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If, like many, you can't wait for that first dose of warm air hitting you as you step off your first plane abroad, your luck might be in because there are up to 30 countries that are expected to go on the government's 'green list' for summer holidays.
Countries believed to be included are the Canary Islands, Portugal's Azores, as well as the Balearic Islands which consist of: Mallorca/Majorca (same island, different name), Menorca, Ibiza and Formentera.
According to the Telegraph, these destinations have high vaccination rates and low prevalence of Covid-19 which puts them in a strong position to be included on the 'green list'.
It's thought that tourists may be able to visit places on the green list as early as 17 May meaning that upon return to the UK, you wouldn't have to quarantine.
The green list is part of a traffic light system where countries are assessed based on the percentage of their population who have been vaccinated, the rate of infection, the presence of any concerning variants, and the country's access to reliable scientific data.
These risk factors will determine whether a country is on the UK's red, amber or green travel list. The list your destination country is on will determine which travel restrictions apply to you.
Travellers to green list countries will need to take a PCR test before they depart and then another PCR test on or before day 2 of arriving back in the UK. Quarantine isn't required.
Amber and red list arrivals to the UK will have to take a test before departure. When arriving back to the UK, those travellers will need to self-isolate for 10 days. Amber country arrivals can isolate at home and have the option for a 'test to release', on day five to end self-isolation early.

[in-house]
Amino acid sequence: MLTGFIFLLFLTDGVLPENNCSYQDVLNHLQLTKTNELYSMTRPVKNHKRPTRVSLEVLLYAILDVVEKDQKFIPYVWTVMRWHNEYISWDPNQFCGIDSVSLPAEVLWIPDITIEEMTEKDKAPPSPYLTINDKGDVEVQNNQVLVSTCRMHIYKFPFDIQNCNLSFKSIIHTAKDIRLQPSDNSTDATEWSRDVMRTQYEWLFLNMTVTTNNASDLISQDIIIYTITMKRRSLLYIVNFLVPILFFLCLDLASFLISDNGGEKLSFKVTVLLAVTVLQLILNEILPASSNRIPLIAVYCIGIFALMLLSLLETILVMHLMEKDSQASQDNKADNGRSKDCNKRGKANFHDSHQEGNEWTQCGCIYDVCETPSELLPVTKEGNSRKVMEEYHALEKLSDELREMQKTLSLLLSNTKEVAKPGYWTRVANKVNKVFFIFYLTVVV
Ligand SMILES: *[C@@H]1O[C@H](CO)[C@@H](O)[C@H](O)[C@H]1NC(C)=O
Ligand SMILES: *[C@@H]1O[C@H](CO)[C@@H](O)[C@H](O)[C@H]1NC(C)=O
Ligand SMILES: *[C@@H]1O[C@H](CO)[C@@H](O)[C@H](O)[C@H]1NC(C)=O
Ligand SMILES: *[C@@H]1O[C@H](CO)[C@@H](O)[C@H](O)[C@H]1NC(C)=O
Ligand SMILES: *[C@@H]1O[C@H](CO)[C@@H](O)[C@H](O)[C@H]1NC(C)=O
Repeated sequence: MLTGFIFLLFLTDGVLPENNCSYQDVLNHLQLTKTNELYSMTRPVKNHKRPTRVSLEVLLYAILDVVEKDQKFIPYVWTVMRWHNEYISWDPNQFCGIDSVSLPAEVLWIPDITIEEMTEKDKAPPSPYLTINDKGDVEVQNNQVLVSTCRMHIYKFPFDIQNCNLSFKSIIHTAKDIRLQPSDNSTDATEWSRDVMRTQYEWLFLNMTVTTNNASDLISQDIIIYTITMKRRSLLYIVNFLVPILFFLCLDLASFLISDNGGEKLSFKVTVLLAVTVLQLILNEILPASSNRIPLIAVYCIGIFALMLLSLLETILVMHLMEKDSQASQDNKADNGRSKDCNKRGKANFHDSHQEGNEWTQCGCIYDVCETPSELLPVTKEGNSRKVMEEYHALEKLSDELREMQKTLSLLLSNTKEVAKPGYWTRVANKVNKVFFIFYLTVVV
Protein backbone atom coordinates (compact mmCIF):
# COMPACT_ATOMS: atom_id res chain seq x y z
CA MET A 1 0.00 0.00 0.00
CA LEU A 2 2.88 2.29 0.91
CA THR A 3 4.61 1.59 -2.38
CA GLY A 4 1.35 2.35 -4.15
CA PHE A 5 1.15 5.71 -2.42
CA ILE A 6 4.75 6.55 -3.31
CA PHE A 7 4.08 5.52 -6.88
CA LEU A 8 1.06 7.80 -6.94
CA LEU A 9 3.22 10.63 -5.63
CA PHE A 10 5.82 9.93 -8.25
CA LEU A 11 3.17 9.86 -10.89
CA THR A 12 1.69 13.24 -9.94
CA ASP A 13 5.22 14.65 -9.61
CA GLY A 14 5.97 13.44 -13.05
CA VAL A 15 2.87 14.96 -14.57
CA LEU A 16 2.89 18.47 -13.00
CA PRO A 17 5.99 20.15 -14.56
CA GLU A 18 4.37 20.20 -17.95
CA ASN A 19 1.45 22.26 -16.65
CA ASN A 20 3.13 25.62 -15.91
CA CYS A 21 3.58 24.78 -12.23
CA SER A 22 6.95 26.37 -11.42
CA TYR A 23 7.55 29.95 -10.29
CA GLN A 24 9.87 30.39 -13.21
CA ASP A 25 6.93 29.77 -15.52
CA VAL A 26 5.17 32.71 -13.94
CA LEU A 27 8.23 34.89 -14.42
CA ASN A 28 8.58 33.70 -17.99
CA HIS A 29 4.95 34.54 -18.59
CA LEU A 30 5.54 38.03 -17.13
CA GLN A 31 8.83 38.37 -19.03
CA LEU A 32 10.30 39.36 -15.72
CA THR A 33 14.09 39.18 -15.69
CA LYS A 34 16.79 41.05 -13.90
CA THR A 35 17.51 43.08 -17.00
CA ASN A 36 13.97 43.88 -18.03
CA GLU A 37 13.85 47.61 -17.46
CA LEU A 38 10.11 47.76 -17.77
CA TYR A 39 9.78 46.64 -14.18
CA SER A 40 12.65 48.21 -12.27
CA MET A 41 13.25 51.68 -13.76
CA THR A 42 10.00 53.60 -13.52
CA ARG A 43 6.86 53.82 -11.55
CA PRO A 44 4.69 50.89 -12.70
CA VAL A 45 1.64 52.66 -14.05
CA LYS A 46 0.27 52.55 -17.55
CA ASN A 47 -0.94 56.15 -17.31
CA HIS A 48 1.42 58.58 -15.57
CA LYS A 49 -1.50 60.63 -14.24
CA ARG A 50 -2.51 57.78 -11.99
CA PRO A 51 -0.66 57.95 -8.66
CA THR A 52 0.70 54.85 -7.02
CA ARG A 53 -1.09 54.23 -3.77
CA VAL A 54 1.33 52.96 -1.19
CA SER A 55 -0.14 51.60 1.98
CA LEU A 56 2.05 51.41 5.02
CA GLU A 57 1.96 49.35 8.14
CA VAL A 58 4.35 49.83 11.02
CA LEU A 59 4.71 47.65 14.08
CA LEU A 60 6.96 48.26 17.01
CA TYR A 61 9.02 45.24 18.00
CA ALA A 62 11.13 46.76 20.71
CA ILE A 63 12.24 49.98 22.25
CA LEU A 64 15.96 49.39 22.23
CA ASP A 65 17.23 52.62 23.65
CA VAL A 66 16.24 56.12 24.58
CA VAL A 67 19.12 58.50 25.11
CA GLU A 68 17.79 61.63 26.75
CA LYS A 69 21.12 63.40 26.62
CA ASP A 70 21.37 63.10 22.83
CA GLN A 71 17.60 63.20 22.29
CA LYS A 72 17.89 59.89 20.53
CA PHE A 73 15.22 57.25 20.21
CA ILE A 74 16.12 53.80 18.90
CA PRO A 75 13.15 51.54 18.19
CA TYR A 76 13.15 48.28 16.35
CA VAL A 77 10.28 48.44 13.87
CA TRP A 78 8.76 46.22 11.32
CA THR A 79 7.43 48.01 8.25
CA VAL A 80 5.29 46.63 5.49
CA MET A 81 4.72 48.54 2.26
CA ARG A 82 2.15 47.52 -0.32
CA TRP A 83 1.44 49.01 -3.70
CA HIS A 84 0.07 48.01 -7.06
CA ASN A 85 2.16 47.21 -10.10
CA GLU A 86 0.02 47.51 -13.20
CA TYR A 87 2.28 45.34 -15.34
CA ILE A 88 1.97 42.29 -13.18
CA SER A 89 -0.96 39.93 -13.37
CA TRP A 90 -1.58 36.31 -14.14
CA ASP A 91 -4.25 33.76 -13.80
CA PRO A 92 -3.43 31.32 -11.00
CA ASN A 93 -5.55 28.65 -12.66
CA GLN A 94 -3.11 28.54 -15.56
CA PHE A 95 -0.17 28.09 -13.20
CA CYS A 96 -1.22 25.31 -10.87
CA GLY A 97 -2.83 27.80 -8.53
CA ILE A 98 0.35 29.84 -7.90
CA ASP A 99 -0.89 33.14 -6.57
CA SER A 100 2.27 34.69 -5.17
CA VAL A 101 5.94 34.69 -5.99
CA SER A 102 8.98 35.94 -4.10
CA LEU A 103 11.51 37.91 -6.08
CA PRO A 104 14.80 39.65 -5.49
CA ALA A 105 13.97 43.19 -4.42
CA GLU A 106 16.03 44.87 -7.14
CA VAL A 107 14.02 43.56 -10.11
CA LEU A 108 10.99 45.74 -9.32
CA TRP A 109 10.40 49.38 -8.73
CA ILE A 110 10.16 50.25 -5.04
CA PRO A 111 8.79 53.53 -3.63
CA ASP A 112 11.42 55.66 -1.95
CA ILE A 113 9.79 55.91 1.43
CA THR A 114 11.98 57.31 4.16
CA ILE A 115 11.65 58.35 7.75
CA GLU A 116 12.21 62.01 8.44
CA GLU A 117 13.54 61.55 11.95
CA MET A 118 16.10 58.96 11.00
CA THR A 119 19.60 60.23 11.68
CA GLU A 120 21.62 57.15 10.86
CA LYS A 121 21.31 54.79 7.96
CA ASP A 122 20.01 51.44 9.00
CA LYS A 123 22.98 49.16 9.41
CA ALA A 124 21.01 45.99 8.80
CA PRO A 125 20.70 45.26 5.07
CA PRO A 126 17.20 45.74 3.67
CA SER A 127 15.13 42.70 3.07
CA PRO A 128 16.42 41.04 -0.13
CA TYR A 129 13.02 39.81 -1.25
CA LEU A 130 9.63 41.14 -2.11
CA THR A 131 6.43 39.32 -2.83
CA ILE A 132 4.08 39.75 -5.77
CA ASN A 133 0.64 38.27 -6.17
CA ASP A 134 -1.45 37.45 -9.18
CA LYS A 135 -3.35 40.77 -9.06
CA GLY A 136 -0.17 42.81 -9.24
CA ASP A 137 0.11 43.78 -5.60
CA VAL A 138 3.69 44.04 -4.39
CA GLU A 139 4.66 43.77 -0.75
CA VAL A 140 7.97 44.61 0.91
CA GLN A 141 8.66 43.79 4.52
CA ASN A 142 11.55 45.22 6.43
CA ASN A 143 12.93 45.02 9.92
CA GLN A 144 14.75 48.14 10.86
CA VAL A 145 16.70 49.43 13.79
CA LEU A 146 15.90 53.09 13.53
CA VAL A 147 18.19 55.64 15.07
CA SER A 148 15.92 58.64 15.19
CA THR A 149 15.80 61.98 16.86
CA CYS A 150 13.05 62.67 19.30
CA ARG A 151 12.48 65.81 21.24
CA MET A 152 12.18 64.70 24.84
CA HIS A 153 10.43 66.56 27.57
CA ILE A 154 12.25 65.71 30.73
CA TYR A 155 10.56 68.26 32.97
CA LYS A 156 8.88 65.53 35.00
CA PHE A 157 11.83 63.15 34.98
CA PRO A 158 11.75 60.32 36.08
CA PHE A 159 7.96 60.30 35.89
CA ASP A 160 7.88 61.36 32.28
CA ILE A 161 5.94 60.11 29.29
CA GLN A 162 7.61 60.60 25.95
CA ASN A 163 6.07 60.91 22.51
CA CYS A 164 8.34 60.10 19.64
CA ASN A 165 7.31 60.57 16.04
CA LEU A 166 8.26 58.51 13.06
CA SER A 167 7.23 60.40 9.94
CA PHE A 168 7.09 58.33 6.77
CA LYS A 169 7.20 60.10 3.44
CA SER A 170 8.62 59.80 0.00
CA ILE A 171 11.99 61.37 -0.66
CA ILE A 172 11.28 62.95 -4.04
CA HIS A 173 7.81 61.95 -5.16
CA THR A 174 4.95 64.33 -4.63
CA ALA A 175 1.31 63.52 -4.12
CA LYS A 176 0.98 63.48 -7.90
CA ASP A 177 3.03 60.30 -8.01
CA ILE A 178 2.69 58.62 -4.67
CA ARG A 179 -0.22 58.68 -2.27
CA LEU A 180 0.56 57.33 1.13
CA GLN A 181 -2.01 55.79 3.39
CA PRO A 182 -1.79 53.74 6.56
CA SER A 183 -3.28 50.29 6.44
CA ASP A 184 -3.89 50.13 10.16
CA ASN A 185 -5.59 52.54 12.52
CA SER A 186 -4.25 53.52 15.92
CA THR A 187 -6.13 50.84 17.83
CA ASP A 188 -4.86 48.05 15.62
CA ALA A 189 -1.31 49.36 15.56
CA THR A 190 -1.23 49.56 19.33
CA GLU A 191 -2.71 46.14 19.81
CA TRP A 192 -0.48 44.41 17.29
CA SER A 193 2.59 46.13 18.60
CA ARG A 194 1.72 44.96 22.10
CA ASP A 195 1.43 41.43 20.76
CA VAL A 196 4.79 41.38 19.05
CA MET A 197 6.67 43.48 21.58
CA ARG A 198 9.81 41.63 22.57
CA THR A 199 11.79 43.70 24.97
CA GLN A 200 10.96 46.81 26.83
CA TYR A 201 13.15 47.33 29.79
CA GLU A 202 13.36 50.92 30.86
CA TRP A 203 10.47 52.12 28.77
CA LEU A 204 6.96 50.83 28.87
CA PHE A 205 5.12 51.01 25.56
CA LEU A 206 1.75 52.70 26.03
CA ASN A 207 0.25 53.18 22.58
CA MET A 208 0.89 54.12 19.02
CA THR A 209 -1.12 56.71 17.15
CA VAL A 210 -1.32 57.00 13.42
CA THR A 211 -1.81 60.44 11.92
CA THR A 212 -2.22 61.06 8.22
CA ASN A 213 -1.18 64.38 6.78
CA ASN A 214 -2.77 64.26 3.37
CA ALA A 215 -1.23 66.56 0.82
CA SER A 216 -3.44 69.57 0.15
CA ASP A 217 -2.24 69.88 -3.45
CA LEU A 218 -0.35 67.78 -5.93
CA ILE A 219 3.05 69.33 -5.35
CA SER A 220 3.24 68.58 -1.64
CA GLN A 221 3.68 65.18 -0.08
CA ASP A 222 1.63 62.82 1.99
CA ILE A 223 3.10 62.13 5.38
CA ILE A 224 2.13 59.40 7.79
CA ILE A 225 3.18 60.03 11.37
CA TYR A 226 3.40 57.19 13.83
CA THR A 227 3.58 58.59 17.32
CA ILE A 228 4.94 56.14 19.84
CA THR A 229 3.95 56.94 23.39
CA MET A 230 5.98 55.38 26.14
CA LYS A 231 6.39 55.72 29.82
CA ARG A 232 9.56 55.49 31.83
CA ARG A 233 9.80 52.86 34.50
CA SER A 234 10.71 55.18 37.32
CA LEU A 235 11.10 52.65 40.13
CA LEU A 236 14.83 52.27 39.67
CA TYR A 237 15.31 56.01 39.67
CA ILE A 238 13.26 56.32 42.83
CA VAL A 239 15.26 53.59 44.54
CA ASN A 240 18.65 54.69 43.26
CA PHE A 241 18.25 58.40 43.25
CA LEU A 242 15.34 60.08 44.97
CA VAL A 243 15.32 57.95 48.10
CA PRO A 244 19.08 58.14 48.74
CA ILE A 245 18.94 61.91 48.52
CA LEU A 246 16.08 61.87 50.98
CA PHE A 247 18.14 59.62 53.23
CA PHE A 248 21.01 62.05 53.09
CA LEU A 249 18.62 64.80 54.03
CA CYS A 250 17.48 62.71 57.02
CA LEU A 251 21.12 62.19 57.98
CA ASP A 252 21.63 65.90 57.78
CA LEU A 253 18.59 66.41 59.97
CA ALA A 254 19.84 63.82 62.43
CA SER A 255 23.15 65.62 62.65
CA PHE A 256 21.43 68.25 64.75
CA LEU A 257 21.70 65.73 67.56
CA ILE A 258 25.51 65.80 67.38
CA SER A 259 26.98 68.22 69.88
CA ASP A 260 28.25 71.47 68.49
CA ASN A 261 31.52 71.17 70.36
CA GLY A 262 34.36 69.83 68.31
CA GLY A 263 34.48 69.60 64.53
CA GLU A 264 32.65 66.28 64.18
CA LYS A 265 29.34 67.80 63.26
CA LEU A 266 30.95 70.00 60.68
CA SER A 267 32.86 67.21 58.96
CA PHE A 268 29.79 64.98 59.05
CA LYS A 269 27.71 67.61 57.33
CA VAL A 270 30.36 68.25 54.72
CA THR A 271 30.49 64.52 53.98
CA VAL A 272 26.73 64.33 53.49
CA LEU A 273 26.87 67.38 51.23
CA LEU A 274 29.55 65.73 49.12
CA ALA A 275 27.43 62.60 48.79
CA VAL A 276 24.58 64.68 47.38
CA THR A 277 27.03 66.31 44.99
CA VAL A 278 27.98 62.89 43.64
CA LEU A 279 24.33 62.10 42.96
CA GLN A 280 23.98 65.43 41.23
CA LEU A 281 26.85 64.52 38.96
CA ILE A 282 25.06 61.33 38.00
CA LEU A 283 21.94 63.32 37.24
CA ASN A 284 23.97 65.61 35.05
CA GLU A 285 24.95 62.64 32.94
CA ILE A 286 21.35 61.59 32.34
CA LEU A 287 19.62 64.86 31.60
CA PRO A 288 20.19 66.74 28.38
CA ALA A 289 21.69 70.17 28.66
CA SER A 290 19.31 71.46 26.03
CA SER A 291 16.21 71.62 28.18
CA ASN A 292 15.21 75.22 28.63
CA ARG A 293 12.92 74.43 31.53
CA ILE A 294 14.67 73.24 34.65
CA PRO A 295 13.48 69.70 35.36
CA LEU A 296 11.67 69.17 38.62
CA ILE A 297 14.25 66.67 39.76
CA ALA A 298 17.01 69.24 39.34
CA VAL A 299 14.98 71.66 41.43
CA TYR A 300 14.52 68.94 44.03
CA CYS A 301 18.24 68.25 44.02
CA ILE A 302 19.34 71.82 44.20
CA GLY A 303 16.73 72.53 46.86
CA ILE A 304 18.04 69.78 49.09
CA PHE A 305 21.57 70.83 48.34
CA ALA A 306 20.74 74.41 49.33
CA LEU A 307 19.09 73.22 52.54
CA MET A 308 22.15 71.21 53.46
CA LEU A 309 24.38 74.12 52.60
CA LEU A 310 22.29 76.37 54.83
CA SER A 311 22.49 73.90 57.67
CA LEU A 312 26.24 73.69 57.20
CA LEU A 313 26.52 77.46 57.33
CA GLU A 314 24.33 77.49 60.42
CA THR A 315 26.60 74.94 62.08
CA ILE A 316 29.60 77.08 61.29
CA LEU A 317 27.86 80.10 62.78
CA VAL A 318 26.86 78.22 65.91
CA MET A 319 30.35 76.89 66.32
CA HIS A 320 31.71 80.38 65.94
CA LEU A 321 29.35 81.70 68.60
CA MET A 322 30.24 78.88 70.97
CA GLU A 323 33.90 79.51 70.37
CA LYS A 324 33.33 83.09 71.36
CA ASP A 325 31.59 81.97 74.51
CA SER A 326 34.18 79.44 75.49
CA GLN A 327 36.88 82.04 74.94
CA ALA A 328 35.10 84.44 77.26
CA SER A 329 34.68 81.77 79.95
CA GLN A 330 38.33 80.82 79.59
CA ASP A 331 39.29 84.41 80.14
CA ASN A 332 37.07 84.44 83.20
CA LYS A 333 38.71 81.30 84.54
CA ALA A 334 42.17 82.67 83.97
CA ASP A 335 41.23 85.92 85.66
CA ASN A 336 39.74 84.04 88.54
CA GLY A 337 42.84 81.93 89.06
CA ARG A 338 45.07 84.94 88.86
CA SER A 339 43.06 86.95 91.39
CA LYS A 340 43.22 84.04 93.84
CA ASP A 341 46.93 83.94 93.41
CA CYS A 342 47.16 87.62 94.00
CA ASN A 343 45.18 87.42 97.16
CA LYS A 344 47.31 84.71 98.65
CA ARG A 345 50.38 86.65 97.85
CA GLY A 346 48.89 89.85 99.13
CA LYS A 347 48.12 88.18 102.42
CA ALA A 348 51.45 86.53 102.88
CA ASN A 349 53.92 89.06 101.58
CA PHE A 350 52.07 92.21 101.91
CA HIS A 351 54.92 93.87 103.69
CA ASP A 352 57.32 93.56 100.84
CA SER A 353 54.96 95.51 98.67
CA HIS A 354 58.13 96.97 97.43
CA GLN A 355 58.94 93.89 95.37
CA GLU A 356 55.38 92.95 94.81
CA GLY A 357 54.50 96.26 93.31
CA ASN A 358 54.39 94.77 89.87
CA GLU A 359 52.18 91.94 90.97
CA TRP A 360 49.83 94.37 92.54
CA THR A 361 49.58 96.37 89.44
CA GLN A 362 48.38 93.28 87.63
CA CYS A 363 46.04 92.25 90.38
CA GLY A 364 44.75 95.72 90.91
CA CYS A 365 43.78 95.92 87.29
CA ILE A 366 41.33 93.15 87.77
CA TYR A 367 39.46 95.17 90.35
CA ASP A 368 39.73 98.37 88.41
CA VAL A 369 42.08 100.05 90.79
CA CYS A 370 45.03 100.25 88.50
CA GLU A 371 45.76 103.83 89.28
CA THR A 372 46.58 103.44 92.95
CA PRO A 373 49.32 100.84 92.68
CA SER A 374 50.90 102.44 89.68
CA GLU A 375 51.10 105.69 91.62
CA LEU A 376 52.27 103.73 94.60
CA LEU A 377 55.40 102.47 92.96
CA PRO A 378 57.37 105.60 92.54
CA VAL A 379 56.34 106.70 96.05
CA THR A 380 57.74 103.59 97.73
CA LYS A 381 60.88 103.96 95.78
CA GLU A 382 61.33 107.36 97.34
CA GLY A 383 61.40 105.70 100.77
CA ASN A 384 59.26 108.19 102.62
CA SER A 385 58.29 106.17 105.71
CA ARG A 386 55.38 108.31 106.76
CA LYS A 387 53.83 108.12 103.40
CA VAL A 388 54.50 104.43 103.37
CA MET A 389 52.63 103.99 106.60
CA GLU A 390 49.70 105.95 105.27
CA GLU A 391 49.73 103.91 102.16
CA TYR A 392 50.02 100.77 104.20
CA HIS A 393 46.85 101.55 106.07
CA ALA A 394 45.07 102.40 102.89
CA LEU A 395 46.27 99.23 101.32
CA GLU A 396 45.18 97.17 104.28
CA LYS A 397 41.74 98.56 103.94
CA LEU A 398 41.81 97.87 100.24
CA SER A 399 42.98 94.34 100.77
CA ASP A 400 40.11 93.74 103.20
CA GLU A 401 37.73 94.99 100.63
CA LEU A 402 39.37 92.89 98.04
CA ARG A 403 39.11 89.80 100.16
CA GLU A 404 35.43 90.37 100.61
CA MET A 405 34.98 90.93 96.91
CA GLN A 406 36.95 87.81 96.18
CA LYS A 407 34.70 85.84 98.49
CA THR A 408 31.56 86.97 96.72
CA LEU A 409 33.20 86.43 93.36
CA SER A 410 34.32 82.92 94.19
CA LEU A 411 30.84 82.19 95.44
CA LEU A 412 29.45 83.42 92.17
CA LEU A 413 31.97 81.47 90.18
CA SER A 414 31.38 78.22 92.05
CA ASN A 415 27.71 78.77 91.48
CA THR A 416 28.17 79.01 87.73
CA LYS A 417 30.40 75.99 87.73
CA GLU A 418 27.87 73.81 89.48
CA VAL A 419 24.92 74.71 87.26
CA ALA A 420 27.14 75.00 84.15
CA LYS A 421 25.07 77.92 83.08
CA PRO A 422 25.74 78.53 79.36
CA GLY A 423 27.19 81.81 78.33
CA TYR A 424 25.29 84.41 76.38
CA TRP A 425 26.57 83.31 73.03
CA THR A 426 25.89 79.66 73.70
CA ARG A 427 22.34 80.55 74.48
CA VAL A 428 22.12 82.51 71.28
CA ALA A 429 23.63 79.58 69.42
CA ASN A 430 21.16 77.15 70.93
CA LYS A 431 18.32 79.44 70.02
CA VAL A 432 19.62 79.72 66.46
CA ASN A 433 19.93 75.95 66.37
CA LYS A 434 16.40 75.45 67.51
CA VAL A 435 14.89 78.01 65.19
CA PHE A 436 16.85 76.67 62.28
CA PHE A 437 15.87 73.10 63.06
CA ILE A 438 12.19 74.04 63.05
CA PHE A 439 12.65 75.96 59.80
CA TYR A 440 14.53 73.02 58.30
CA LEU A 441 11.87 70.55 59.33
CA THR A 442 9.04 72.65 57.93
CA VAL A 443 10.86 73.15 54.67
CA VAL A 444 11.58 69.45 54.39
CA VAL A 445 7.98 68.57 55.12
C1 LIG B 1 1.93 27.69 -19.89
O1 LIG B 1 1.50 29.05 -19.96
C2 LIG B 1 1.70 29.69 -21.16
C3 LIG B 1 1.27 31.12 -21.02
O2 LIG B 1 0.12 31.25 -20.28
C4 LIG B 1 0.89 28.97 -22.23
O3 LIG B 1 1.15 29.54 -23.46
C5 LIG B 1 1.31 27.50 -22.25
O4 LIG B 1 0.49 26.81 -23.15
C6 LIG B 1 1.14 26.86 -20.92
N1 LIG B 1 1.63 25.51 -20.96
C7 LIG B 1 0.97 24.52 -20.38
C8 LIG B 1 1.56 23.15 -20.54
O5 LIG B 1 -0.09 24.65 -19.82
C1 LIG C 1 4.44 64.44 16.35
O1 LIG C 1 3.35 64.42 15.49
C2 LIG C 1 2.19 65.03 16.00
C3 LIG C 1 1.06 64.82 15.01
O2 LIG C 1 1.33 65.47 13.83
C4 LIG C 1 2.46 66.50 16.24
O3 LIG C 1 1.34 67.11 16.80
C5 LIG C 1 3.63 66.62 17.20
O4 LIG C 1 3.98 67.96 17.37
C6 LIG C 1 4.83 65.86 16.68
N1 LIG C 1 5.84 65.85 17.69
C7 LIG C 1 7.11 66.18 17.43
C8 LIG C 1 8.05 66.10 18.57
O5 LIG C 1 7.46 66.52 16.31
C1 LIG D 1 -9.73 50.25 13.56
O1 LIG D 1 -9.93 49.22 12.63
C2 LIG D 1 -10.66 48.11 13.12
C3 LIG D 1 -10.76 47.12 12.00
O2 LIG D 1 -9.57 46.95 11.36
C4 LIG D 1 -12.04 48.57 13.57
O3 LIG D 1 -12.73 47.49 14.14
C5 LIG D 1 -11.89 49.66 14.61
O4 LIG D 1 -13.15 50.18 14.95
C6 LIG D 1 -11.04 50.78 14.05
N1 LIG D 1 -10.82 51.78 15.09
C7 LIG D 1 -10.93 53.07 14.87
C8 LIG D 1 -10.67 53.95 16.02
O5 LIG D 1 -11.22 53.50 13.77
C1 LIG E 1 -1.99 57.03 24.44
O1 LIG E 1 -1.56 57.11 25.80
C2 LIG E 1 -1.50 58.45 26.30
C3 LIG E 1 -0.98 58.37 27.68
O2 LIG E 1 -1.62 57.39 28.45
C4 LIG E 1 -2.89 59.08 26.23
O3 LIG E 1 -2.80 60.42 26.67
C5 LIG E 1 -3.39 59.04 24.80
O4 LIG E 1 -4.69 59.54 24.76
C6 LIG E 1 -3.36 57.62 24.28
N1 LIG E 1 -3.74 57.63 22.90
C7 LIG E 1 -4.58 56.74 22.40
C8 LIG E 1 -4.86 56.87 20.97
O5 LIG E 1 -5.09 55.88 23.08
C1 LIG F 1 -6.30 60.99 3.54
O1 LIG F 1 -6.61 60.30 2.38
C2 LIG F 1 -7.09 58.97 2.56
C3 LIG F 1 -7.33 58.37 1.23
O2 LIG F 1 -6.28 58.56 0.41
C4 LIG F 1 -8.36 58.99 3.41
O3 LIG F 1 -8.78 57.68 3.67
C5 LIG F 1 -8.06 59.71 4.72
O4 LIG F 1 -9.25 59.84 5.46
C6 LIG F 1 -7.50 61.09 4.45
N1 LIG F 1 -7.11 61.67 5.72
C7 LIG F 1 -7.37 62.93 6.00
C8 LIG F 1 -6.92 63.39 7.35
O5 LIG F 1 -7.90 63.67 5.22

Foreign travel started to look more likely after the government confirmed that coronavirus passports will be available 'as soon as possible' and Spain declared itself 'desperate to welcome' UK visitors.
Many popular tourist destinations will require international visitors to have been vaccinated or recently tested before they can enter.
The development of a coronavirus passport, also known as a health certificate, will enable UK holidaymakers to meet that obligation.
A Department for Transport spokeswoman said: "We are working on a solution to enable residents to prove their Covid-19 status, including vaccination status, to other countries on the outbound leg.
"We are working on this as a priority and intend to have the solution ready as soon as possible."
Once international travel is allowed again, there is always a risk that a new Covid-19 variant could be brought back into the UK which could be more resistant to the vaccine.
Grant Schapps has stressed the importance of treading very carefully as travel is reintroduced.
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